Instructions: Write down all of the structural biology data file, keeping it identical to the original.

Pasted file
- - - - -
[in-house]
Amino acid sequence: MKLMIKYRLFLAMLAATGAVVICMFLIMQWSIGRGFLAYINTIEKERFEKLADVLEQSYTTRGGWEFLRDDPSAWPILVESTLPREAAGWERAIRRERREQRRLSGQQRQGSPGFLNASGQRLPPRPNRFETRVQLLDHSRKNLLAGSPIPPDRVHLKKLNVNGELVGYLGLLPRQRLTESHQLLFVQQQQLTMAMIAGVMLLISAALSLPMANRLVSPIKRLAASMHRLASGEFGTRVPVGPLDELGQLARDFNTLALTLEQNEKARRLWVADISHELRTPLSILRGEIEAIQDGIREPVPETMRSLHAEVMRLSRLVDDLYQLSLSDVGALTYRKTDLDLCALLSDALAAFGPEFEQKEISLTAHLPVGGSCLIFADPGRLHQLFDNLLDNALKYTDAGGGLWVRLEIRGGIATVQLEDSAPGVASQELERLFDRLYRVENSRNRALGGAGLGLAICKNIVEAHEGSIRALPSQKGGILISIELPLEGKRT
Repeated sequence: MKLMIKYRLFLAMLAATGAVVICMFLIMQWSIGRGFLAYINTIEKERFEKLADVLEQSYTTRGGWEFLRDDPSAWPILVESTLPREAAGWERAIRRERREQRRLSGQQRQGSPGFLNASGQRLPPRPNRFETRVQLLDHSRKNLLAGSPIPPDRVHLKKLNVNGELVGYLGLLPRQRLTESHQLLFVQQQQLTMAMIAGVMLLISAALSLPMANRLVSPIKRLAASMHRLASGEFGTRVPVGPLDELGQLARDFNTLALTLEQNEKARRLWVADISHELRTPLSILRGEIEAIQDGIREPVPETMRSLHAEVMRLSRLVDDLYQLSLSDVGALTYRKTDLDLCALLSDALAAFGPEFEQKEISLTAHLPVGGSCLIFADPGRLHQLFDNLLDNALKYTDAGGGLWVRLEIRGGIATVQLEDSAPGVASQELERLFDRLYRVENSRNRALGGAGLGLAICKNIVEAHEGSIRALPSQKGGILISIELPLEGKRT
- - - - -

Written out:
[in-house]
Amino acid sequence: MKLMIKYRLFLAMLAATGAVVICMFLIMQWSIGRGFLAYINTIEKERFEKLADVLEQSYTTRGGWEFLRDDPSAWPILVESTLPREAAGWERAIRRERREQRRLSGQQRQGSPGFLNASGQRLPPRPNRFETRVQLLDHSRKNLLAGSPIPPDRVHLKKLNVNGELVGYLGLLPRQRLTESHQLLFVQQQQLTMAMIAGVMLLISAALSLPMANRLVSPIKRLAASMHRLASGEFGTRVPVGPLDELGQLARDFNTLALTLEQNEKARRLWVADISHELRTPLSILRGEIEAIQDGIREPVPETMRSLHAEVMRLSRLVDDLYQLSLSDVGALTYRKTDLDLCALLSDALAAFGPEFEQKEISLTAHLPVGGSCLIFADPGRLHQLFDNLLDNALKYTDAGGGLWVRLEIRGGIATVQLEDSAPGVASQELERLFDRLYRVENSRNRALGGAGLGLAICKNIVEAHEGSIRALPSQKGGILISIELPLEGKRT
Repeated sequence: MKLMIKYRLFLAMLAATGAVVICMFLIMQWSIGRGFLAYINTIEKERFEKLADVLEQSYTTRGGWEFLRDDPSAWPILVESTLPREAAGWERAIRRERREQRRLSGQQRQGSPGFLNASGQRLPPRPNRFETRVQLLDHSRKNLLAGSPIPPDRVHLKKLNVNGELVGYLGLLPRQRLTESHQLLFVQQQQLTMAMIAGVMLLISAALSLPMANRLVSPIKRLAASMHRLASGEFGTRVPVGPLDELGQLARDFNTLALTLEQNEKARRLWVADISHELRTPLSILRGEIEAIQDGIREPVPETMRSLHAEVMRLSRLVDDLYQLSLSDVGALTYRKTDLDLCALLSDALAAFGPEFEQKEISLTAHLPVGGSCLIFADPGRLHQLFDNLLDNALKYTDAGGGLWVRLEIRGGIATVQLEDSAPGVASQELERLFDRLYRVENSRNRALGGAGLGLAICKNIVEAHEGSIRALPSQKGGILISIELPLEGKRT